June, 2016

May, 2016

April, 2016

  • The six rules of barbecuing

    28 April, 2016 The six rules of barbecuing

    Even the best cooks can be stumped when it comes to cooking to perfection over coals. We ask Ben Tish to tell us the six most important rules of barbecuing so we can grill with confidence over the long weekend.
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November, 2015

October, 2015

September, 2015

August, 2015

July, 2015

  • Eat like an Italian

    20 July, 2015 Eat like an Italian

    If you’ve ever been on holiday to Italy, like us, you’ve probably eaten classic pizzas, pastas and risottos until you’re fit to burst. While sticking with what you know isn’t always a bad thing, delve a little deeper and you’ll find the true heart of the region; eating cotoletta in Milan, beans in Florence and artichokes in Campania will open up a whole new world of Italian cooking. We spoke to three Air B’n’B hosts about the food of their region, must-eats while you’re there, and asked about the best-kept secrets when it comes to eating out.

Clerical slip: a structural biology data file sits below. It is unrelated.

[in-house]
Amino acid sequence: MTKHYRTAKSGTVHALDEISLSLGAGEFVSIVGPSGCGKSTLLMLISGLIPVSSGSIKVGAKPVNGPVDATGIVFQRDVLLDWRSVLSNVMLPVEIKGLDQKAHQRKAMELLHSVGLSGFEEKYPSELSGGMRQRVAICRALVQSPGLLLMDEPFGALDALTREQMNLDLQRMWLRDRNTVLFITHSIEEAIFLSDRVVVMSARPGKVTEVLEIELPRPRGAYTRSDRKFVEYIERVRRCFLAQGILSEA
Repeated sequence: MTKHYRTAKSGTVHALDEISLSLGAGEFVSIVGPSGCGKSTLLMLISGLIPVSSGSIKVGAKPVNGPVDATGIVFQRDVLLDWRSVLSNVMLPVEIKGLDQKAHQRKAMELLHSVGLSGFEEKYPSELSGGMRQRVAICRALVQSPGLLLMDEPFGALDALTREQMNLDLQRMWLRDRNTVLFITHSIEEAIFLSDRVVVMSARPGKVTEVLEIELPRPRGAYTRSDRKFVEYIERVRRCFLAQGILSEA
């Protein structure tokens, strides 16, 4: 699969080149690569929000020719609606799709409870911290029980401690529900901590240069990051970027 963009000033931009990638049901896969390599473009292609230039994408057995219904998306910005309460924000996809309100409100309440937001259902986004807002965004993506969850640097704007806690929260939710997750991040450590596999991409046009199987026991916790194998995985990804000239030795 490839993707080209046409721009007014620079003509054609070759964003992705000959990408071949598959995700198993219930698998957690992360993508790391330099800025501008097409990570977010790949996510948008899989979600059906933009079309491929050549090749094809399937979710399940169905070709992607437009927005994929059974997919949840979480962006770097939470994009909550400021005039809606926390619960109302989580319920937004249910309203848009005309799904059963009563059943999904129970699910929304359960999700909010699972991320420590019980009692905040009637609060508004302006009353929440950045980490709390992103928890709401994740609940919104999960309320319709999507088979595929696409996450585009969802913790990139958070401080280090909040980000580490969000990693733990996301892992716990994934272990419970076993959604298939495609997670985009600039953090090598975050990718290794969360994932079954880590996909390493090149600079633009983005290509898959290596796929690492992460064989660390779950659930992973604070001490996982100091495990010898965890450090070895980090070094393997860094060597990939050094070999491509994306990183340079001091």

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  • Michelin Stars in Your Eyes

    06 July, 2015 Michelin Stars in Your Eyes

    With so many Michelin-starred chefs on the site, we challenged Cooked writer Imogen Corke to test her mettle on some of the trickier recipes. This week, she cooks Atul Kochhar’s cod in nilgiri korma gravy from his latest cookbook, Benares.
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May, 2015

  • Q&A with Rosie Birkett

    22 May, 2015 Q&A with Rosie Birkett

    We ask our authors ten questions about their life long love of food. This week, we speak to Rosie Birkett, author of A Lot on her Plate, about roast dinners, tuna tacos, and why you should never run your finger through hot caramel.
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  • The Lunchbox Edit: Spring Greens

    01 May, 2015 The Lunchbox Edit: Spring Greens

    Each week, we take some of our favourite recipes and give them a little tweak to make perfect packed lunches.
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Ready, steady, bake! Cakes inspired by Great British Bake Off

Eve O'Sullivan
24 August, 2016